February 2022 Updates to the Climate Case Charts

Margaret Barry, Maria Antonia Tigre
February 04, 2022

Each month, Arnold & Porter and the Sabin Center for Climate Change Law collect and summarize developments in climate-related litigation, which we also add to our U.S. and non-U.S. climate litigation charts. If you know of any cases we have missed, please email us at [email protected].



D.C. Federal Court Vacated Gulf of Mexico Oil and Gas Lease Sale Due to Arbitrary and Capricious NEPA Analysis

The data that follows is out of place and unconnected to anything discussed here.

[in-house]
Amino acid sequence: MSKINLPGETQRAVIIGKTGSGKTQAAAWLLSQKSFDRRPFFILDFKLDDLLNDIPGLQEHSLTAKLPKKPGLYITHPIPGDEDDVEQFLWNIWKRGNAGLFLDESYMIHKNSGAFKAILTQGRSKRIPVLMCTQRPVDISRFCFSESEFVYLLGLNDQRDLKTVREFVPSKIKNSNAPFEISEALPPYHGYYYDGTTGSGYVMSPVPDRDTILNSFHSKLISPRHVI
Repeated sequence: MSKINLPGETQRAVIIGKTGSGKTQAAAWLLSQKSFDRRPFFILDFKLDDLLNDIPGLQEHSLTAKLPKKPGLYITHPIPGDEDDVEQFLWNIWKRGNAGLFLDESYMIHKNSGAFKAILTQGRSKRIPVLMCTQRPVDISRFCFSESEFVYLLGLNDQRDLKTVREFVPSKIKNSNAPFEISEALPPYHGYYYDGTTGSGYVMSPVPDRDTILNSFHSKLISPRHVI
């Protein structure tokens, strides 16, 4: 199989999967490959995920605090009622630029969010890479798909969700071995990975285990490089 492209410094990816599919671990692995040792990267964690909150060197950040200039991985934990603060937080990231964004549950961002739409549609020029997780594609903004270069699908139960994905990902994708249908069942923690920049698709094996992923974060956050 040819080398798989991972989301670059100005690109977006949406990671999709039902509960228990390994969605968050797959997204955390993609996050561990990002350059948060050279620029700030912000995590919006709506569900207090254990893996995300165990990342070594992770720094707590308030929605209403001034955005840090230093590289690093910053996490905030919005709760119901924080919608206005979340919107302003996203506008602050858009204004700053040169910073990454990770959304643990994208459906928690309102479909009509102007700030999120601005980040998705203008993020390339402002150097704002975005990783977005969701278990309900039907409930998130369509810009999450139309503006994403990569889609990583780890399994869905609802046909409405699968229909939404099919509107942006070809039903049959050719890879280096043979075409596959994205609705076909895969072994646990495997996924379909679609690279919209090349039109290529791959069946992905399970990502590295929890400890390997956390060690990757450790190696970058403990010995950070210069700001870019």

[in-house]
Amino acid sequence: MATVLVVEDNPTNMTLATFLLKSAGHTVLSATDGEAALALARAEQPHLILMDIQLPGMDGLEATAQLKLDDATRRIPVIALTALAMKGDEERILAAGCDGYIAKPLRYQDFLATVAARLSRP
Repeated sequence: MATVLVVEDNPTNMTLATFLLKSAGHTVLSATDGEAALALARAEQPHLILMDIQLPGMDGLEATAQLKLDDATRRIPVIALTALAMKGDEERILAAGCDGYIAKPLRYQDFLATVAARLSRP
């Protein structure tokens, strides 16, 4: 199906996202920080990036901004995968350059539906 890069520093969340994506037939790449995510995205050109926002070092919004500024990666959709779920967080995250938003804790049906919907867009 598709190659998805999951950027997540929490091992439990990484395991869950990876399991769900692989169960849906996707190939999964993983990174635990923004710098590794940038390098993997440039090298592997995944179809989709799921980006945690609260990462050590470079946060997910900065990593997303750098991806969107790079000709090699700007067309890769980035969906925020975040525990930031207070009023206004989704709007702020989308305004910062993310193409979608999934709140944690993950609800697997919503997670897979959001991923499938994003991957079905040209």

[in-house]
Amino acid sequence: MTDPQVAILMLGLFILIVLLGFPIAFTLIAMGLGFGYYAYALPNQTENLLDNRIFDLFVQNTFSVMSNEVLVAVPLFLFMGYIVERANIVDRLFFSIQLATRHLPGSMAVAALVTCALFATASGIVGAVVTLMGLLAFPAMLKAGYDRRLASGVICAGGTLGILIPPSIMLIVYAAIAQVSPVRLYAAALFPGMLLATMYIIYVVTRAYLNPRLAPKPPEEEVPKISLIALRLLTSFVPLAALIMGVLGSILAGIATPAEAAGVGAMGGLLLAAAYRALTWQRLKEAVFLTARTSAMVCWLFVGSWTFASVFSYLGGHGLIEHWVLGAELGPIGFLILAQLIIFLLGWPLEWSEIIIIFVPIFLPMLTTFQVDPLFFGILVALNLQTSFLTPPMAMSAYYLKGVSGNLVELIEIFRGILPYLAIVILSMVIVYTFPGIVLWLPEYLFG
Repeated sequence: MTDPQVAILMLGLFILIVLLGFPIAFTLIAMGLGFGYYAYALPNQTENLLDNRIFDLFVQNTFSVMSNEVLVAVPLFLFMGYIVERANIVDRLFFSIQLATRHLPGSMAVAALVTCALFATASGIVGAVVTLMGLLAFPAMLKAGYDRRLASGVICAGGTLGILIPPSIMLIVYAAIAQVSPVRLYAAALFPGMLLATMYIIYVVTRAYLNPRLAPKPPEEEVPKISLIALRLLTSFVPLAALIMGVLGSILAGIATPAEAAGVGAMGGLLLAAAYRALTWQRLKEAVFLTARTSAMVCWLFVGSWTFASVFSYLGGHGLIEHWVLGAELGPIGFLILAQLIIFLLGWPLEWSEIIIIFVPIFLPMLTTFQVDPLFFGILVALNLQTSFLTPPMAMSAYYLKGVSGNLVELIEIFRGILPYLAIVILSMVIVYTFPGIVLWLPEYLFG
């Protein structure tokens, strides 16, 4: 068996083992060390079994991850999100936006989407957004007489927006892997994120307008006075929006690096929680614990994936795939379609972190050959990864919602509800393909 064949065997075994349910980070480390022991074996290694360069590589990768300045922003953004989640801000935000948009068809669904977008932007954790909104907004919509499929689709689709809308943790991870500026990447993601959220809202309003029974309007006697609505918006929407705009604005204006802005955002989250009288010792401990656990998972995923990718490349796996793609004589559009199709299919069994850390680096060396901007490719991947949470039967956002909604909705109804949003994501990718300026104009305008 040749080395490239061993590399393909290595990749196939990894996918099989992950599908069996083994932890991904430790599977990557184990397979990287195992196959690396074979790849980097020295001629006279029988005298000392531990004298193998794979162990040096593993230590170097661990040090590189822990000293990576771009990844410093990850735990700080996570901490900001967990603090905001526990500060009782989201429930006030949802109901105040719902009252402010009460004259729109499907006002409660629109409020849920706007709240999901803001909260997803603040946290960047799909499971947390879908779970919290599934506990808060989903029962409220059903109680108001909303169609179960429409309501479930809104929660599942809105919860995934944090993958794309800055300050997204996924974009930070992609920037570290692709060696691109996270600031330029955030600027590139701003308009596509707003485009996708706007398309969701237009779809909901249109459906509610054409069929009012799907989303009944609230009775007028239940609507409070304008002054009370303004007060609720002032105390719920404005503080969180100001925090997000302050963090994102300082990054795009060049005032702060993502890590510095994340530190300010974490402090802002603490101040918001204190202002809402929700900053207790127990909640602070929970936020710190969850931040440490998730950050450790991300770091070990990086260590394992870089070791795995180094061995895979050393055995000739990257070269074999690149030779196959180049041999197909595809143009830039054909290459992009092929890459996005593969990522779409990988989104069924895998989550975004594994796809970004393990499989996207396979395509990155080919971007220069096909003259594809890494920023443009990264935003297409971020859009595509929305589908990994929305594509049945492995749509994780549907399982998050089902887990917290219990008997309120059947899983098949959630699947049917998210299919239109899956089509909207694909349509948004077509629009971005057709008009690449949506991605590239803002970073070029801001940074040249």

On January 27, 2022, the federal district court for the District of Columbia vacated a lease sale for oil and gas production and development on 80.8 million acres in the Gulf of Mexico. After first rejecting arguments that the case was not ripe for judicial review, the court found that the Bureau of Ocean Energy Management (BOEM) had arbitrarily decided not to consider foreign oil consumption in its evaluation of greenhouse gas emissions of a no action alternative pursuant to the National Environmental Policy Act (NEPA). The district court noted that both the Ninth Circuit and the federal district court for the District of Alaska had previously found that the same analysis—which reached the “counterintuitive conclusion” that total greenhouse gas emissions would be higher if no lease sales took place even though the model predicted a decrease in foreign oil consumption in the absence of the lease sales—was arbitrary and capricious. In this case, the district court found that BOEM was required either to provide a quantitative estimate of downstream greenhouse gas emissions resulting from the reduced foreign consumption or to provide a more specific explanation of why it could not do so. The court also said BOEM’s argument that it could not have calculated the emissions was undercut by the inclusion of such an estimate in a draft environmental impact statement (EIS) for another lease sale a few weeks after releasing the record of decision for this lease sale. In addition, the court noted that a reasoned explanation was “especially crucial where, as here, the agency has varied so dramatically in its approach over the past year”—the Trump administration announced the lease sale in January 2021, the Biden administration rescinded it after President Biden took office, and then the Biden administration issued a new Determination of NEPA Adequacy based on the same NEPA analysis and reinstated the lease sale in August 2021 (after a federal court in Louisiana enjoined the Biden administration from implementing a “pause” on new oil and gas leasing in offshore waters). The court also found that the Determination of NEPA Adequacy was procedurally defective because BOEM could not rely on it “to cure the errors in the underlying EISs” identified by the Ninth Circuit and District of Alaska unless it circulated a draft for public comment. The court rejected the plaintiff’s contentions that certain new information required preparation of a supplemental EIS, including scientific studies regarding the need to keep global temperatures from rising more than 1.5 degrees Celsius and “the counterproductive role of oil and gas leasing to reaching that goal,” and evidence regarding potential conflicts between the lease sale and efforts to develop offshore wind. The court found that vacatur was the appropriate remedy because “the disruptive consequences of vacatur do not outweigh the seriousness of the NEPA error in this case and the need for the agency to get it right.”